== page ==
I'm having some 36-spoke Deep V's built up, and am considering what width tires to put on them. I'm 260, ride in the city, and I hate going out of true or getting flats, so I'm looking for pretty much maintenance free. Is it worthwhile to go to a wider tire (~29) or is this gonna slow me down on my 10-mile commute?
Thanks!
Out of true: That's the wheel build more than anything else and you should be fine with those (you're light than I am).

Wider tires will pick up more road debris and slow you down. If you're riding in a lot of sand that may be a better option but if it's all on road go with the skinniest you can. I'm running 23mm right now - wow it's a treat going up hills!

Oh yeah - and Gatorskins rock.
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Old 03-05-08, 10:08 PM   #10
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Originally Posted by Dr.PooLittle View Post
I'm having some 36-spoke Deep V's built up, and am considering what width tires to put on them. I'm 260, ride in the city, and I hate going out of true or getting flats, so I'm looking for pretty much maintenance free. Is it worthwhile to go to a wider tire (~29) or is this gonna slow me down on my 10-mile commute?
Thanks!
There are some rules about tires, a narrower tire has less rolling resistance, but needs a higher pressure to hold the same amount of weight, because of a smaller contact patch. The higher the pressure, the harder the tire, therefore the more road vibration that gets transmitted to the frame and rider. To prevent flats, don't run over stuff and/or use a tire that is more puncture resistant. A properly built and tensioned wheel, will take a long time to go out of true, some will wear the rims out from braking before needing truing.

It's not uncommon for touring bikes to run wider tires, some as wide as 40mm, because the lower pressure requirements make for a more comfortable ride. For a 10 mile commute, it probably doesn't make much difference, however some frames, particularly racing and racing like road frames are designed for narrow tires, and you can't fit a wide tire in there. You need to check your frame for width, to make sure there is enough room for a wider tire. If your frame is narrow, that limits your choices.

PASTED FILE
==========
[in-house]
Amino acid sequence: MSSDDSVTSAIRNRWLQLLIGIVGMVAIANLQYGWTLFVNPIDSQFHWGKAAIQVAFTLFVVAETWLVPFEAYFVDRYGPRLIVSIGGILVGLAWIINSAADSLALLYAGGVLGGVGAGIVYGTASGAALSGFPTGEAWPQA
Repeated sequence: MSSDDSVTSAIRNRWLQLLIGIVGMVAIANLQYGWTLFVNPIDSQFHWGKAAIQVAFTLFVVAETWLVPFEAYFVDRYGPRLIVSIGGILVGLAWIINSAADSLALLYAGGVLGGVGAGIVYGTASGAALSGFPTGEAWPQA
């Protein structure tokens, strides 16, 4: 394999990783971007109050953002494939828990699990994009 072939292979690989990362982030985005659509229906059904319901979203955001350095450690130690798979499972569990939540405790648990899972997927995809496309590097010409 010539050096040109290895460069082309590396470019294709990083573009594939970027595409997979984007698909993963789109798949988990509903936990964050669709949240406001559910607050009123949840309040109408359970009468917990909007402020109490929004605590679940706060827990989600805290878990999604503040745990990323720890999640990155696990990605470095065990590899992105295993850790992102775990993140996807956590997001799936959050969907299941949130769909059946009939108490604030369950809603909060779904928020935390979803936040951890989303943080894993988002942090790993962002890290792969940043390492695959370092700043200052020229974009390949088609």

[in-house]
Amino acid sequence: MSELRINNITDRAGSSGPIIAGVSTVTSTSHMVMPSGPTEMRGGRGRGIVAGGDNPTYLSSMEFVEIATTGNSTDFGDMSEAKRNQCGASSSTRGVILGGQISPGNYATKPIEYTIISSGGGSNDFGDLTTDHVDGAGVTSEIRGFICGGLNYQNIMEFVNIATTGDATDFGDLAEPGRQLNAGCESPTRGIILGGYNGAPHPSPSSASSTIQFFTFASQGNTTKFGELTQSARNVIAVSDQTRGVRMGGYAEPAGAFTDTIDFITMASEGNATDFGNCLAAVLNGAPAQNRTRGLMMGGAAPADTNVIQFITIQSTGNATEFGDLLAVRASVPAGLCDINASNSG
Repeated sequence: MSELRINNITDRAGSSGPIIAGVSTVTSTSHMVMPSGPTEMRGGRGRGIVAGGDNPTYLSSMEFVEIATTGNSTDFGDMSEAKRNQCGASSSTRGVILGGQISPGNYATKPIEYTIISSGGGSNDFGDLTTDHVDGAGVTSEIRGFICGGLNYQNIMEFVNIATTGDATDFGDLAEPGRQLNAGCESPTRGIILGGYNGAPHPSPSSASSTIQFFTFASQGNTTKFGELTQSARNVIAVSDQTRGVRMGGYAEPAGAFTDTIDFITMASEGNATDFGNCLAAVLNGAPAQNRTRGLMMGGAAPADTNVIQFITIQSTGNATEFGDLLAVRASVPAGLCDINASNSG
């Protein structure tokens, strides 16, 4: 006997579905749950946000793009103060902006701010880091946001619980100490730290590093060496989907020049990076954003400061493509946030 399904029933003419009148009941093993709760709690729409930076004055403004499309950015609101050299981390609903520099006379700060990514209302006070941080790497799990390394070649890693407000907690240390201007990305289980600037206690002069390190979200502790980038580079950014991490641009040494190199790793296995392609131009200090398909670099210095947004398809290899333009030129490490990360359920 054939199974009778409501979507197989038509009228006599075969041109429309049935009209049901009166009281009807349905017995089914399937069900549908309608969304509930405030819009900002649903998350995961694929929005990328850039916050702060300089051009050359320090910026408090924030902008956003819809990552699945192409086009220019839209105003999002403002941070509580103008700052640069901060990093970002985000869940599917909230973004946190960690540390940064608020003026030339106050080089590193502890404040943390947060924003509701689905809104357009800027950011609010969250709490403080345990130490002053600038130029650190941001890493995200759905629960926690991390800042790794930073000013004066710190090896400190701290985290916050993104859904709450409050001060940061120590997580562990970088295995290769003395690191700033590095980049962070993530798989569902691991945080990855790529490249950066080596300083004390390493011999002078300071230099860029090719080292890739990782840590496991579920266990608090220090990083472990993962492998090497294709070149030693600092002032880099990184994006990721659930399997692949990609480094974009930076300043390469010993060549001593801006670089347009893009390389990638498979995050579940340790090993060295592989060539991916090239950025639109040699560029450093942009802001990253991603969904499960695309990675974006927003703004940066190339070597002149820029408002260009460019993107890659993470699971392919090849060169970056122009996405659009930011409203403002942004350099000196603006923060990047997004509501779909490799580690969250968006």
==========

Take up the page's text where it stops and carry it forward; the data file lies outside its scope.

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Old 03-05-08, 11:06 PM   #11
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Gatorskins rock. I ran 700x25's all last season on my Giant, completely trouble free. Just picked up a second pair for my new Bianchi. As long as Conti keeps making them, I'll keep buying them.

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Old 03-06-08, 02:07 AM   #12
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I've got deep vs running 28 conti contacts on my fixed, they're cheap @ $20-22, they've got small treads but on the crappy roads here I can't even notice. I do a 20 mile r/t four days a week and like 30-50 on weekends.
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Old 03-06-08, 10:52 AM   #13
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I was about to start this same thread here. My 32 spoke sun m13s bang out of true on the regular, with 28s. I do have a lot of brick streets to contend with, and my 220-ish plus a bag full of crap pushed the weight higher. I've heard that Deep-Vs are overkill, but that doesn't take say 240 lbs into account, does it?
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Old 03-06-08, 10:55 AM   #14
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Sun rims I've been told from the mech section are fairly soft. If you're riding on bricks I'd go with the Deep Vs - they should take a beating. They'll be about the same price as any other new handbuilt wheel so why not.
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Old 03-06-08, 03:49 PM   #15
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wider tire --> less rolling resistance

Quote:
Originally Posted by Wogsterca View Post